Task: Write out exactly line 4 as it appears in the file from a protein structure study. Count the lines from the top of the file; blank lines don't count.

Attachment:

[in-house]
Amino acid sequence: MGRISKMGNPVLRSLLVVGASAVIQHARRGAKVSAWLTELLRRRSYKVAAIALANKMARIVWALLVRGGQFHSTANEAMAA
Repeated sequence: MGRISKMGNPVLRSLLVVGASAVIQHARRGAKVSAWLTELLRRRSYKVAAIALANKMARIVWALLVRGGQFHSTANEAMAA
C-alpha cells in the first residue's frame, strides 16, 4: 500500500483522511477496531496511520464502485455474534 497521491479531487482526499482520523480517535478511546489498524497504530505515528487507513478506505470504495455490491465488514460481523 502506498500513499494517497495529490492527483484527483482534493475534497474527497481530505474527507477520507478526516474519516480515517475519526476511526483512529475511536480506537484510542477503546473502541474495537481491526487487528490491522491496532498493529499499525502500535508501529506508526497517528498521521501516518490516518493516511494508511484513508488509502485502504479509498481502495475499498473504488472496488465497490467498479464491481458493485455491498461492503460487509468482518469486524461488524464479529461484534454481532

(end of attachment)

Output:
C-alpha cells in the first residue's frame, strides 16, 4: 500500500483522511477496531496511520464502485455474534 497521491479531487482526499482520523480517535478511546489498524497504530505515528487507513478506505470504495455490491465488514460481523 502506498500513499494517497495529490492527483484527483482534493475534497474527497481530505474527507477520507478526516474519516480515517475519526476511526483512529475511536480506537484510542477503546473502541474495537481491526487487528490491522491496532498493529499499525502500535508501529506508526497517528498521521501516518490516518493516511494508511484513508488509502485502504479509498481502495475499498473504488472496488465497490467498479464491481458493485455491498461492503460487509468482518469486524461488524464479529461484534454481532